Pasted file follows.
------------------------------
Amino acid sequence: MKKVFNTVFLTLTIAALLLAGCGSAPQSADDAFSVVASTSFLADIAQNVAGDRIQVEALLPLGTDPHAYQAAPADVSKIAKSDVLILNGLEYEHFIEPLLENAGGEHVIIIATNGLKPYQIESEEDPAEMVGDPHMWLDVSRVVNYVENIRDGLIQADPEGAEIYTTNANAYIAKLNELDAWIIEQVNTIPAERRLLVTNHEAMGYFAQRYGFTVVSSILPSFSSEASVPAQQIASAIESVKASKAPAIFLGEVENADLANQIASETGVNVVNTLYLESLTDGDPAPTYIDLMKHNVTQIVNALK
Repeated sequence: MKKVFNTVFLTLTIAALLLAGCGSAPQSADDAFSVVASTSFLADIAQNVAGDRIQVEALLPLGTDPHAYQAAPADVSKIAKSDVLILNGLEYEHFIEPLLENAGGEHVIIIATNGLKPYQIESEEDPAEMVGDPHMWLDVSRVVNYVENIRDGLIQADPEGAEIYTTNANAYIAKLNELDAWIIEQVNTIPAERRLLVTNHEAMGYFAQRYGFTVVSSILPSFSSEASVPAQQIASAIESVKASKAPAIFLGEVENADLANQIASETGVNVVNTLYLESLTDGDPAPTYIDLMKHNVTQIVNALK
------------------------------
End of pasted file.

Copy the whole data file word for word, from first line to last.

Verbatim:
Amino acid sequence: MKKVFNTVFLTLTIAALLLAGCGSAPQSADDAFSVVASTSFLADIAQNVAGDRIQVEALLPLGTDPHAYQAAPADVSKIAKSDVLILNGLEYEHFIEPLLENAGGEHVIIIATNGLKPYQIESEEDPAEMVGDPHMWLDVSRVVNYVENIRDGLIQADPEGAEIYTTNANAYIAKLNELDAWIIEQVNTIPAERRLLVTNHEAMGYFAQRYGFTVVSSILPSFSSEASVPAQQIASAIESVKASKAPAIFLGEVENADLANQIASETGVNVVNTLYLESLTDGDPAPTYIDLMKHNVTQIVNALK
Repeated sequence: MKKVFNTVFLTLTIAALLLAGCGSAPQSADDAFSVVASTSFLADIAQNVAGDRIQVEALLPLGTDPHAYQAAPADVSKIAKSDVLILNGLEYEHFIEPLLENAGGEHVIIIATNGLKPYQIESEEDPAEMVGDPHMWLDVSRVVNYVENIRDGLIQADPEGAEIYTTNANAYIAKLNELDAWIIEQVNTIPAERRLLVTNHEAMGYFAQRYGFTVVSSILPSFSSEASVPAQQIASAIESVKASKAPAIFLGEVENADLANQIASETGVNVVNTLYLESLTDGDPAPTYIDLMKHNVTQIVNALK